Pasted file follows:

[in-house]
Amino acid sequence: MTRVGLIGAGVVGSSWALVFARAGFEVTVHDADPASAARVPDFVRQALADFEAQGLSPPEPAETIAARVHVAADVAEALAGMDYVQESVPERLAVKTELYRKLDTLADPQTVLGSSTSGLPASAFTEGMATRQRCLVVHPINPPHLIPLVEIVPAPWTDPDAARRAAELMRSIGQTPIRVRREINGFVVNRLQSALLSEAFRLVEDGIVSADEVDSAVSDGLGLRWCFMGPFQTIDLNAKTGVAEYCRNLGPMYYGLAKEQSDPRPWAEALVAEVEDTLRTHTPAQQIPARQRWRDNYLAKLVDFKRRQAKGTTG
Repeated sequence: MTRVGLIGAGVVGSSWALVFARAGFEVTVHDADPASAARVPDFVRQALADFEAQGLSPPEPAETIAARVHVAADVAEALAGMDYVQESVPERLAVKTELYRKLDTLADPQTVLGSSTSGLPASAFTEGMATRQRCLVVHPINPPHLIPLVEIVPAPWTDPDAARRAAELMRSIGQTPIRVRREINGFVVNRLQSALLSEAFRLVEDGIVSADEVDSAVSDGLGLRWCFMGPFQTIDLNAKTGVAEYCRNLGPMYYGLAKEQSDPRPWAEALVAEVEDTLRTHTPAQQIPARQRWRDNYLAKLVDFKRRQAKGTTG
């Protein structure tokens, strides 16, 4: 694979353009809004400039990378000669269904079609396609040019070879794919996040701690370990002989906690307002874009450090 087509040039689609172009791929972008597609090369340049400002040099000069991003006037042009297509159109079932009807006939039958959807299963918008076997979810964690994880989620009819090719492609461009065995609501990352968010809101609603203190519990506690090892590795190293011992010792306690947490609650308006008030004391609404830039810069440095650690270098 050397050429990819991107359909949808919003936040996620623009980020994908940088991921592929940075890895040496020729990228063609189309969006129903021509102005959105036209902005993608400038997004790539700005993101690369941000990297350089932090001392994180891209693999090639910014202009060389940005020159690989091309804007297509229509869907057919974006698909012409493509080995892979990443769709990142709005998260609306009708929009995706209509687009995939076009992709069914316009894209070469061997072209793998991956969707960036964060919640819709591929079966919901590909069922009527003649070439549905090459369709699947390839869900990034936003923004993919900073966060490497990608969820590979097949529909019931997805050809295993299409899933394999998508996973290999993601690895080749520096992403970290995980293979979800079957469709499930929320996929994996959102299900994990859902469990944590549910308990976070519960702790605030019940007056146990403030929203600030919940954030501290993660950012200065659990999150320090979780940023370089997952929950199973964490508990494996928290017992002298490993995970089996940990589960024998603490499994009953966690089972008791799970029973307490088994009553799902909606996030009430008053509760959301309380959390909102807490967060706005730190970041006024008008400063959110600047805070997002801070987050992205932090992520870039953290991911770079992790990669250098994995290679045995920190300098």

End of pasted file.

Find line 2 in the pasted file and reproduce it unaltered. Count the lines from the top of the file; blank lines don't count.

Amino acid sequence: MTRVGLIGAGVVGSSWALVFARAGFEVTVHDADPASAARVPDFVRQALADFEAQGLSPPEPAETIAARVHVAADVAEALAGMDYVQESVPERLAVKTELYRKLDTLADPQTVLGSSTSGLPASAFTEGMATRQRCLVVHPINPPHLIPLVEIVPAPWTDPDAARRAAELMRSIGQTPIRVRREINGFVVNRLQSALLSEAFRLVEDGIVSADEVDSAVSDGLGLRWCFMGPFQTIDLNAKTGVAEYCRNLGPMYYGLAKEQSDPRPWAEALVAEVEDTLRTHTPAQQIPARQRWRDNYLAKLVDFKRRQAKGTTG